How to book a tour: / by Tori Reed

Step 1. Dive in head first

Step 2. Have your french spy/ aka trusty steed Barbara at your side

Step 3. To be confirmed

Yesterday I booked my flights to the UK.  This is a little frightening as I currently do not have regular gainful employment.

Lots of money on credit card......check.

Feeling of intrepid fear in the pit of my stomach.... check

Going to watch the TT whilst I'm there..... heck yeah!!

What better way to ease your money fears then organise to go to an event that was a childhood dream..... ahhhh yes!

But back to the tour.

Having decided to take this whole music thing seriously it has become clear to me how incredibly sharp my learning curve is.  To give you some kind of idea, think about the steepest hill you have ever approached, cover it in a thin layer of ver glass, put some tap shoes on, and try and climb it.  This is not to suggest I'm not having an absolute ball!  Consider walking on ice with tap shoes?  Often times it is cheek achingly funny!  The lack of balance, the regular feeling of disorientation, those stomach clenching moments convinced you're going to fall flat on your face followed by belly fed laughter fuelled by the fact that, despite your naivety, you've managed to slip and slide your feet back underneath you, stay standing and somehow make it look like ice skating!  I like ice skating.  I also like laughing at myself, which is fortunate...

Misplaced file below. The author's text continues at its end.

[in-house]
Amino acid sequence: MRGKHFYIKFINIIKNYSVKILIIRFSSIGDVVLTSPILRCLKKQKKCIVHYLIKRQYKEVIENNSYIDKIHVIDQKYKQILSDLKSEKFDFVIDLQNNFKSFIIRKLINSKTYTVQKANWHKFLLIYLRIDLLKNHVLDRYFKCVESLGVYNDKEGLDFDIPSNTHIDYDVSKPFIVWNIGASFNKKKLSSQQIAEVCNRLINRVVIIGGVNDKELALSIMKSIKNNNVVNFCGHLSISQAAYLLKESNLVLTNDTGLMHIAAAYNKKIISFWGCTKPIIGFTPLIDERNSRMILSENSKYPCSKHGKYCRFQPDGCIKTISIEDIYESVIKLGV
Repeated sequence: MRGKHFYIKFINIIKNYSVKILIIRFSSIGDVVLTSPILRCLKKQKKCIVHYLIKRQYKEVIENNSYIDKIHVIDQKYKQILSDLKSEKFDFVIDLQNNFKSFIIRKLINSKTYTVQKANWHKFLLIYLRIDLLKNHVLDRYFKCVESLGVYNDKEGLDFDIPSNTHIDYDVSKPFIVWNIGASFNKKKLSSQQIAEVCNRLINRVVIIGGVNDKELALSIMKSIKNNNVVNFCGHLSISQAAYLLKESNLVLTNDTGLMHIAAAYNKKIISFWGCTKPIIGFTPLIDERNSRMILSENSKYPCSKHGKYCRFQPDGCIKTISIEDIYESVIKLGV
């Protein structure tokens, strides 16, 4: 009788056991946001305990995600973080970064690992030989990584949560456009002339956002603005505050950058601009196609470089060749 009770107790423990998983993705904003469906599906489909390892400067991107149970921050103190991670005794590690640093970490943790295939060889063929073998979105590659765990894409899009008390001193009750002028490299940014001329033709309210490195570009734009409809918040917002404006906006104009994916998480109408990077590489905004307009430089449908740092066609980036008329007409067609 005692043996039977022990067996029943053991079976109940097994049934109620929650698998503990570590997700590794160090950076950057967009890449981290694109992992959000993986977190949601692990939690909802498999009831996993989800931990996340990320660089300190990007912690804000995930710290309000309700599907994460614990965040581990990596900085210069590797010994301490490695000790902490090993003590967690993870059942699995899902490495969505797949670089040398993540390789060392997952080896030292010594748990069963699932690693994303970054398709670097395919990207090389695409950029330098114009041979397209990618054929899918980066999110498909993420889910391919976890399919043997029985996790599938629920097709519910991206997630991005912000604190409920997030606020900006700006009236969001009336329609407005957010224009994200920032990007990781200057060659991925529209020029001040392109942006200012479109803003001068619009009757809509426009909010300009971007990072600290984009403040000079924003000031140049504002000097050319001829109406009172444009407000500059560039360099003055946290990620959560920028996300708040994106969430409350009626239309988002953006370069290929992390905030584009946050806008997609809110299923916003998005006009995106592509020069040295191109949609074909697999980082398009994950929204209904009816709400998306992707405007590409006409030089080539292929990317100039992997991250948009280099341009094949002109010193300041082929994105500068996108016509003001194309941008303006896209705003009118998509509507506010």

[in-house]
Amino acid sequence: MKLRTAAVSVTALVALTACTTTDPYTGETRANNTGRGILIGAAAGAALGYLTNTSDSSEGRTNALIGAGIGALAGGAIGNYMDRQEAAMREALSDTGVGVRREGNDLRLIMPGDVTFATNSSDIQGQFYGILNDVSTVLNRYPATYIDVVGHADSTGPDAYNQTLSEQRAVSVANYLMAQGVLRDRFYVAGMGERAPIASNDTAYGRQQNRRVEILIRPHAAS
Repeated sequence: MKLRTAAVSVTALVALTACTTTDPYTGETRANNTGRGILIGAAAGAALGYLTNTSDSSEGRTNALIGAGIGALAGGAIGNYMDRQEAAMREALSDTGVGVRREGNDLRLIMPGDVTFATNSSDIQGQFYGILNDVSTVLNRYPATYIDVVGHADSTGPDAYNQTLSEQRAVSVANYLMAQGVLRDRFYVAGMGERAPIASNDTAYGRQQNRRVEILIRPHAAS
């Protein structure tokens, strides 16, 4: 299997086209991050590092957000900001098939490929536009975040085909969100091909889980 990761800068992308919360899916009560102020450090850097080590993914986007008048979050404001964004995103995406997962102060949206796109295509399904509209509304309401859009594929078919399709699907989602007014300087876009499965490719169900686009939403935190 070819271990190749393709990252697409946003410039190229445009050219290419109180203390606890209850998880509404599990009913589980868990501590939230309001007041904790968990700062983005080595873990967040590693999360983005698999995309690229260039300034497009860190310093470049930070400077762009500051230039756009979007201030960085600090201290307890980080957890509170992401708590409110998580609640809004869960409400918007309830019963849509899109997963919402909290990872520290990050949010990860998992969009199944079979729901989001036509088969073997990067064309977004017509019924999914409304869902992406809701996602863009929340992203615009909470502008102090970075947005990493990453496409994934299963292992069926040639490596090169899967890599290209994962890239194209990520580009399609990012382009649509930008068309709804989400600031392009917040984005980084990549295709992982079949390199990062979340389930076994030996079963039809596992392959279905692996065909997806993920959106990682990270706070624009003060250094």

Three months is surprisingly easy to fill when you're looking at the festival circuit in the UK.  I guess the fact that there are MILLIONS of people there helps with planning a music festival for every town.  The more I search, the more I find, the more I find, the better I feel, a little bit less like a itsy little tadpole in an incredibly big lake.  I've always held true the theory that if you pretend to be able to do something for a good period of time, you will soon find yourself able to do said thing.  It's not so much lying to yourself, as convincing yourself.

But to matters closer to home, here I am in Wellington.  The windy city.  The city that feels like a city, but in reality it is just a big town.  This is of great relief to me as I was concerned about moving back to the big smoke.  There is no feeling of anonymity here, I have already found my favourite bar and the people give me a nod and a smile when I come in.  It has been more than luck that gave me the beautiful people who are helping me assimilate.  I have the fortune of knowing the Queen (she has saved me an unknown amount of money thus far!), the Doc (who attempts to keep my feet on the ground), the Queer (who never fail to bring me out of gloomy moods) and the Family (what would you do without that sanity?).  I have met poets and performers.  I've met '60's jazz club owners from Holland (whose story incidentally has prompted a new song, stay tuned, I'll get a recording up).  It's been a fun start to a new way of approaching life!

Plus you know you've made it when you've got a magnet.